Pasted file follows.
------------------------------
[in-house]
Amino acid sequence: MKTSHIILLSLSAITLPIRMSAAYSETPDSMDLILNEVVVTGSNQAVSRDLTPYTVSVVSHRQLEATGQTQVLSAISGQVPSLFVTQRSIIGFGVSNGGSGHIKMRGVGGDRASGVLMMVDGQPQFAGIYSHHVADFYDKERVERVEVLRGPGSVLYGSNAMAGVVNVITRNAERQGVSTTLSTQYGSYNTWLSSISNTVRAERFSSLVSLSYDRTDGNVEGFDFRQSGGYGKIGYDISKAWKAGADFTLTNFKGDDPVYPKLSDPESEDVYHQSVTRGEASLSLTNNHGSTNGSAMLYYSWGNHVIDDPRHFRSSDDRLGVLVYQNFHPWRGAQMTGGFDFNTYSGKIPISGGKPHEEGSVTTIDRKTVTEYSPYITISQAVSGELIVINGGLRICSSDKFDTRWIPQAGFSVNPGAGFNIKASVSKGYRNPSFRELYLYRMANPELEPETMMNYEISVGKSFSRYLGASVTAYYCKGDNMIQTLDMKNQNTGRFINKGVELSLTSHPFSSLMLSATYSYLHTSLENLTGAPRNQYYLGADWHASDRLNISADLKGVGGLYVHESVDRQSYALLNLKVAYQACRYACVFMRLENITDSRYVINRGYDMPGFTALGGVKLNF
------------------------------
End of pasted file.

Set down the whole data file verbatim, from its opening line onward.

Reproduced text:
[in-house]
Amino acid sequence: MKTSHIILLSLSAITLPIRMSAAYSETPDSMDLILNEVVVTGSNQAVSRDLTPYTVSVVSHRQLEATGQTQVLSAISGQVPSLFVTQRSIIGFGVSNGGSGHIKMRGVGGDRASGVLMMVDGQPQFAGIYSHHVADFYDKERVERVEVLRGPGSVLYGSNAMAGVVNVITRNAERQGVSTTLSTQYGSYNTWLSSISNTVRAERFSSLVSLSYDRTDGNVEGFDFRQSGGYGKIGYDISKAWKAGADFTLTNFKGDDPVYPKLSDPESEDVYHQSVTRGEASLSLTNNHGSTNGSAMLYYSWGNHVIDDPRHFRSSDDRLGVLVYQNFHPWRGAQMTGGFDFNTYSGKIPISGGKPHEEGSVTTIDRKTVTEYSPYITISQAVSGELIVINGGLRICSSDKFDTRWIPQAGFSVNPGAGFNIKASVSKGYRNPSFRELYLYRMANPELEPETMMNYEISVGKSFSRYLGASVTAYYCKGDNMIQTLDMKNQNTGRFINKGVELSLTSHPFSSLMLSATYSYLHTSLENLTGAPRNQYYLGADWHASDRLNISADLKGVGGLYVHESVDRQSYALLNLKVAYQACRYACVFMRLENITDSRYVINRGYDMPGFTALGGVKLNF